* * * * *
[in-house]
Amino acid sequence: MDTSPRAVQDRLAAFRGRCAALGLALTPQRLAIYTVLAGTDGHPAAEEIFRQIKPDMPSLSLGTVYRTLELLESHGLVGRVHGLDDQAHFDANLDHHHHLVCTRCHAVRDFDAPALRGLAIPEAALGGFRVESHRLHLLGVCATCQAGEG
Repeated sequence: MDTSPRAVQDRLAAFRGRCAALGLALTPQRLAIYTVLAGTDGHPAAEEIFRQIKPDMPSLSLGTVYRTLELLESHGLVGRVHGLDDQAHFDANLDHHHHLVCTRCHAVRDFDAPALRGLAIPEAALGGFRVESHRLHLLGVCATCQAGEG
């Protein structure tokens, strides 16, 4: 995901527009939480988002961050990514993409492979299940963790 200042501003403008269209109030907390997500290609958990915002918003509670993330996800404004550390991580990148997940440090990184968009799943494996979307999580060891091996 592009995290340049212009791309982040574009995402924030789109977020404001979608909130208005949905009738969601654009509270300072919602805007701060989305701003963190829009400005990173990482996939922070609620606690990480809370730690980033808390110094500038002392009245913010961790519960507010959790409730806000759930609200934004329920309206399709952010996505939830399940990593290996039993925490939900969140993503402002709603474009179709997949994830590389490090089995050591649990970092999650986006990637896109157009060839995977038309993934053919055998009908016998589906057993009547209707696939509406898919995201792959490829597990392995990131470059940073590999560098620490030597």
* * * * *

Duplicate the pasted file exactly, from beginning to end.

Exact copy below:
[in-house]
Amino acid sequence: MDTSPRAVQDRLAAFRGRCAALGLALTPQRLAIYTVLAGTDGHPAAEEIFRQIKPDMPSLSLGTVYRTLELLESHGLVGRVHGLDDQAHFDANLDHHHHLVCTRCHAVRDFDAPALRGLAIPEAALGGFRVESHRLHLLGVCATCQAGEG
Repeated sequence: MDTSPRAVQDRLAAFRGRCAALGLALTPQRLAIYTVLAGTDGHPAAEEIFRQIKPDMPSLSLGTVYRTLELLESHGLVGRVHGLDDQAHFDANLDHHHHLVCTRCHAVRDFDAPALRGLAIPEAALGGFRVESHRLHLLGVCATCQAGEG
């Protein structure tokens, strides 16, 4: 995901527009939480988002961050990514993409492979299940963790 200042501003403008269209109030907390997500290609958990915002918003509670993330996800404004550390991580990148997940440090990184968009799943494996979307999580060891091996 592009995290340049212009791309982040574009995402924030789109977020404001979608909130208005949905009738969601654009509270300072919602805007701060989305701003963190829009400005990173990482996939922070609620606690990480809370730690980033808390110094500038002392009245913010961790519960507010959790409730806000759930609200934004329920309206399709952010996505939830399940990593290996039993925490939900969140993503402002709603474009179709997949994830590389490090089995050591649990970092999650986006990637896109157009060839995977038309993934053919055998009908016998589906057993009547209707696939509406898919995201792959490829597990392995990131470059940073590999560098620490030597």